Liv­ing his­to­ry dis­sem­i­na­tion, in the form we know it today, has in par­tic­u­lar its roots in the Unit­ed States and the Unit­ed King­dom. Here, reen­act­ment has for many decades been a per­ma­nent com­po­nent of many large and small his­tor­i­cal events and anniver­saries. From major events with thou­sands of par­tic­i­pants, to more local events with just a few hun­dred. In the begin­ning, reen­act­ment was pri­mar­i­ly about restor­ing great famous bat­tles and show­ing “mil­i­tary life” (camp life, bar­racks, etc.) in world wars and con­flicts. Not all con­flicts have been equal­ly pop­u­lar, but for exam­ple, Water­loo has for many years con­sti­tut­ed one of the great events in Europe with sev­er­al hun­dred par­tic­i­pants in uni­form and many thou­sands of spec­ta­tors. Like­wise, sev­er­al of the cen­tral bat­tle­fields of the Amer­i­can Civ­il War have formed a back­drop for large recur­ring events. In recent years, how­ev­er, liv­ing his­to­ry dis­sem­i­na­tion has spread to many more epochs and angles. Past is the time when it almost exclu­sive­ly had a foot in the mil­i­tary his­to­ry, and sev­er­al asso­ci­a­tions with more civil­ian angles have suc­cess­ful­ly brought more peace­ful aspects of the every­day life of the his­tor­i­cal man. Such as crafts and agri­cul­ture and its equal. How­ev­er, liv­ing his­to­ry dis­sem­i­na­tion with a mil­i­tary angle remains the most dom­i­nant and pop­u­lar activ­i­ty among those who cul­ti­vate reenac­ment as a leisure activity.


How­ev­er, the activ­i­ty is not with­out its inher­ent prob­lems, and over the years, much crit­i­cism has been turned against the activ­i­ty. The cen­tral crit­i­cism goes on whether reen­act­ment as his­to­ry dis­sem­i­na­tion cre­ates a his­tor­i­cal real­i­ty that has nev­er exist­ed. The sharpest crit­ics will claim that liv­ing his­to­ry dis­sem­i­na­tion is mere­ly a total the­ater, and some will even claim that there is a def­i­nite beau­ti­fi­ca­tion and fic­tion­al­iza­tion of his­to­ry. The crit­i­cism cov­ers a heart­felt con­cern about the con­fu­sion of his­to­ry and free imag­i­na­tion. Accord­ing to the crit­ics, the indi­vid­ual actors have poor pre­req­ui­sites for famil­iar­iz­ing them­selves with the every­day life and choic­es that the his­tor­i­cal peo­ple they por­trayed. They are just not born and raised dur­ing the peri­od, and there­fore do not have the nec­es­sary cul­tur­al bal­last. The par­tic­i­pants may there­fore also fall to repro­duce stereo­typ­i­cal por­tray­als of the peo­ple of the past and their every­day life, which they have encoun­tered in films, tele­vi­sion series or fic­tion. When crit­i­cism is kept at a lev­el of lev­el, it can be quite jus­ti­fied. Some groups and indi­vid­u­als can be so gripped by the peri­od they are work­ing with that they try to rep­re­sent the peri­od they want or imag­ine it was. Thus, more dif­fi­cult issues and issues from a giv­en peri­od can be swept under the car­pet. An exam­ple of this is the recur­ring crit­i­cism of the pure­ly mil­i­tary reen­act­ment, where accu­sa­tions of glo­ri­fi­ca­tion and glo­ri­fi­ca­tion of the war itself have been pro­nounced. Accord­ing to the crit­ics, the actors just can’t show the hor­ror of the war to the pub­lic, but often fall back on camp life and more peace­ful pursuits.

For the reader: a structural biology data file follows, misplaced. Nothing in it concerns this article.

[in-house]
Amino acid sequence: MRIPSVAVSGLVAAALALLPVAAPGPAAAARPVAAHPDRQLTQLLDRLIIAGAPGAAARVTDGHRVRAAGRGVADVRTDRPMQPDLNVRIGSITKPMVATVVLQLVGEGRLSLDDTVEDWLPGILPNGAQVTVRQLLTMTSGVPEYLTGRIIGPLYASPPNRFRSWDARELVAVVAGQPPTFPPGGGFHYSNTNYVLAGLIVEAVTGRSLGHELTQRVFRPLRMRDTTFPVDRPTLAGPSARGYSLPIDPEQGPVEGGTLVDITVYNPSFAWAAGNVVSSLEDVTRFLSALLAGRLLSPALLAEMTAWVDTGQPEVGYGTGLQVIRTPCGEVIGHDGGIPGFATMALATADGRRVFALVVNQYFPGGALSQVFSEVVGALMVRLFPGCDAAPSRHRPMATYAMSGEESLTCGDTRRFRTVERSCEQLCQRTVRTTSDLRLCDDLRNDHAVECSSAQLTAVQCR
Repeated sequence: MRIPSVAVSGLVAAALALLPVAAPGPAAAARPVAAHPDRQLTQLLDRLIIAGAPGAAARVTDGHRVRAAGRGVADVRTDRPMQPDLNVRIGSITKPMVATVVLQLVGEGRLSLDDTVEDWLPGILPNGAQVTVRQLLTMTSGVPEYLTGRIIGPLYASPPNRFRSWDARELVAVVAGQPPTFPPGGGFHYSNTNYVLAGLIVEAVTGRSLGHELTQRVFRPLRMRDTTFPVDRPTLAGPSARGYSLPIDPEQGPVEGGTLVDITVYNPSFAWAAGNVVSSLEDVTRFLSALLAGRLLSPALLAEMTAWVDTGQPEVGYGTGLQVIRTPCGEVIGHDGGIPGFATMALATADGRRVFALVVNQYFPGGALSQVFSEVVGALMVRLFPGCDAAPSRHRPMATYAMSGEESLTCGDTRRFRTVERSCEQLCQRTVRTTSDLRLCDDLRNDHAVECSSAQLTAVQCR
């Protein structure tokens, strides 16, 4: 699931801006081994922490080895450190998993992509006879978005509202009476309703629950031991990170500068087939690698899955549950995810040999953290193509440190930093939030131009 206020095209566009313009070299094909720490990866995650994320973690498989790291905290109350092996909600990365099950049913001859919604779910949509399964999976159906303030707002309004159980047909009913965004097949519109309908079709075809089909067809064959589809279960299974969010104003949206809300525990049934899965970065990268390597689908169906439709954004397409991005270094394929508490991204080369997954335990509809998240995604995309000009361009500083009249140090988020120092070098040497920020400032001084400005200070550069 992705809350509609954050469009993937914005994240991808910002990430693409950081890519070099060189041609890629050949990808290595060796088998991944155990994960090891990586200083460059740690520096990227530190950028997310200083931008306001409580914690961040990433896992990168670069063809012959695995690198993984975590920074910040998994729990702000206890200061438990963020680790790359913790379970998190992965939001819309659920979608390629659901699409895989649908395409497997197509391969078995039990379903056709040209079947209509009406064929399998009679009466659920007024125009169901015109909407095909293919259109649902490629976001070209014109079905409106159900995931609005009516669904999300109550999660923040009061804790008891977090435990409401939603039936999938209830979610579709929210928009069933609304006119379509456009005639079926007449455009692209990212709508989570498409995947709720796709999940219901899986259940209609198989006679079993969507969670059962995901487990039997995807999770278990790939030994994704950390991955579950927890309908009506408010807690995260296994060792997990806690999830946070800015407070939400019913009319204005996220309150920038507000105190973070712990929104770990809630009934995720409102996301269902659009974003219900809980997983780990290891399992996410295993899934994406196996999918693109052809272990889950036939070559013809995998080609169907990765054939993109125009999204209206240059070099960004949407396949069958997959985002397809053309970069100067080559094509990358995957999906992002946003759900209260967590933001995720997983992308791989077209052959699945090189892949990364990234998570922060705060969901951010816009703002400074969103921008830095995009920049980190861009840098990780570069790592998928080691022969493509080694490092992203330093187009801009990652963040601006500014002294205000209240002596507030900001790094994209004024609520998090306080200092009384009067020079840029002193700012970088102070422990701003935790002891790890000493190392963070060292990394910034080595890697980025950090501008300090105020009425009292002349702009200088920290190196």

Does this mean that liv­ing his­to­ry dis­sem­i­na­tion is out? Far from. When done with care, and when the indi­vid­ual play­ers play with open cards to the pub­lic, it is an effec­tive form of com­mu­ni­ca­tion. Liv­ing his­to­ry dis­sem­i­na­tion grabs the indi­vid­ual guest or spec­ta­tor in a com­plete­ly dif­fer­ent way than more tra­di­tion­al forms of his­to­ry dis­sem­i­na­tion. The vis­i­tors sim­ply remem­ber bet­ter when they can feel, smell and feel the past on their own (Jensen 2015, p.130–33). But it is worth com­mu­ni­cat­ing all the time to con­sid­er what the indi­vid­ual guest takes with them from the events, and how to act as an actor to address a num­ber of the chal­lenges and lim­i­ta­tions reenac­ment that his­to­ry com­mu­ni­ca­tion inevitably includes.

Click on the pic­tures below for more infor­ma­tion on some of the groups that exist.